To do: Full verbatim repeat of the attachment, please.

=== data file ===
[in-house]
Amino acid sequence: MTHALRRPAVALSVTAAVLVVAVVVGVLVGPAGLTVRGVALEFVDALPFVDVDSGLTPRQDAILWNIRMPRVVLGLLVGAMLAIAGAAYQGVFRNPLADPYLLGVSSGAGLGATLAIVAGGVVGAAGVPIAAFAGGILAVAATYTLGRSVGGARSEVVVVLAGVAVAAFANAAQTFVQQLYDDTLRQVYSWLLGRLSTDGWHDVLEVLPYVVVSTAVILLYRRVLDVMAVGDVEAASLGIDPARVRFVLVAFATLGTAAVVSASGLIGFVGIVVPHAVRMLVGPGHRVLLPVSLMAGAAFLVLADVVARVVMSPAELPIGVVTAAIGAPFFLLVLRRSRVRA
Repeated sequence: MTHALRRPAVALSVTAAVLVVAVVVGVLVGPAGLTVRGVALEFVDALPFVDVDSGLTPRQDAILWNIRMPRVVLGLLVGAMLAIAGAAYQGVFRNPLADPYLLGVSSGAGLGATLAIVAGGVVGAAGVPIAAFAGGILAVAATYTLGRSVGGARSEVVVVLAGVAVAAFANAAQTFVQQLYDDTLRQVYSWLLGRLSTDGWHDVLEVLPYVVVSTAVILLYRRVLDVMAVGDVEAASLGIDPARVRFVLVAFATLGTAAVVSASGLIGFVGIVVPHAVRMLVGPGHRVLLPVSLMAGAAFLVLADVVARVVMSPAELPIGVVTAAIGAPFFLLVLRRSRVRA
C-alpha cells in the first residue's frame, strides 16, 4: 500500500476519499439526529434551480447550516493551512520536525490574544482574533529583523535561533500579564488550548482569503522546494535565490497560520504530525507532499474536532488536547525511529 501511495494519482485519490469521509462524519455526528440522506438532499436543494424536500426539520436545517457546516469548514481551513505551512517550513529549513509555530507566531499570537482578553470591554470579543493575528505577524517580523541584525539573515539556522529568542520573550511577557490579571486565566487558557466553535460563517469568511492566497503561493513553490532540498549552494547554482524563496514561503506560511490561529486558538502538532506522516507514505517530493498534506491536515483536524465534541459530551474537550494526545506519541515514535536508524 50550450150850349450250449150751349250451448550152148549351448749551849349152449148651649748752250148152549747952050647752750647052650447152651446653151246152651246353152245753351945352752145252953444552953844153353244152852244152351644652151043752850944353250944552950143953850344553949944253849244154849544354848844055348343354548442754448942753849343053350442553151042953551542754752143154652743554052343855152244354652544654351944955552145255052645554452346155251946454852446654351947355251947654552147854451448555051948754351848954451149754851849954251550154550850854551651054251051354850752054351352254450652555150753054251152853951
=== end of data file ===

[in-house]
Amino acid sequence: MTHALRRPAVALSVTAAVLVVAVVVGVLVGPAGLTVRGVALEFVDALPFVDVDSGLTPRQDAILWNIRMPRVVLGLLVGAMLAIAGAAYQGVFRNPLADPYLLGVSSGAGLGATLAIVAGGVVGAAGVPIAAFAGGILAVAATYTLGRSVGGARSEVVVVLAGVAVAAFANAAQTFVQQLYDDTLRQVYSWLLGRLSTDGWHDVLEVLPYVVVSTAVILLYRRVLDVMAVGDVEAASLGIDPARVRFVLVAFATLGTAAVVSASGLIGFVGIVVPHAVRMLVGPGHRVLLPVSLMAGAAFLVLADVVARVVMSPAELPIGVVTAAIGAPFFLLVLRRSRVRA
Repeated sequence: MTHALRRPAVALSVTAAVLVVAVVVGVLVGPAGLTVRGVALEFVDALPFVDVDSGLTPRQDAILWNIRMPRVVLGLLVGAMLAIAGAAYQGVFRNPLADPYLLGVSSGAGLGATLAIVAGGVVGAAGVPIAAFAGGILAVAATYTLGRSVGGARSEVVVVLAGVAVAAFANAAQTFVQQLYDDTLRQVYSWLLGRLSTDGWHDVLEVLPYVVVSTAVILLYRRVLDVMAVGDVEAASLGIDPARVRFVLVAFATLGTAAVVSASGLIGFVGIVVPHAVRMLVGPGHRVLLPVSLMAGAAFLVLADVVARVVMSPAELPIGVVTAAIGAPFFLLVLRRSRVRA
C-alpha cells in the first residue's frame, strides 16, 4: 500500500476519499439526529434551480447550516493551512520536525490574544482574533529583523535561533500579564488550548482569503522546494535565490497560520504530525507532499474536532488536547525511529 501511495494519482485519490469521509462524519455526528440522506438532499436543494424536500426539520436545517457546516469548514481551513505551512517550513529549513509555530507566531499570537482578553470591554470579543493575528505577524517580523541584525539573515539556522529568542520573550511577557490579571486565566487558557466553535460563517469568511492566497503561493513553490532540498549552494547554482524563496514561503506560511490561529486558538502538532506522516507514505517530493498534506491536515483536524465534541459530551474537550494526545506519541515514535536508524 50550450150850349450250449150751349250451448550152148549351448749551849349152449148651649748752250148152549747952050647752750647052650447152651446653151246152651246353152245753351945352752145252953444552953844153353244152852244152351644652151043752850944353250944552950143953850344553949944253849244154849544354848844055348343354548442754448942753849343053350442553151042953551542754752143154652743554052343855152244354652544654351944955552145255052645554452346155251946454852446654351947355251947654552147854451448555051948754351848954451149754851849954251550154550850854551651054251051354850752054351352254450652555150753054251152853951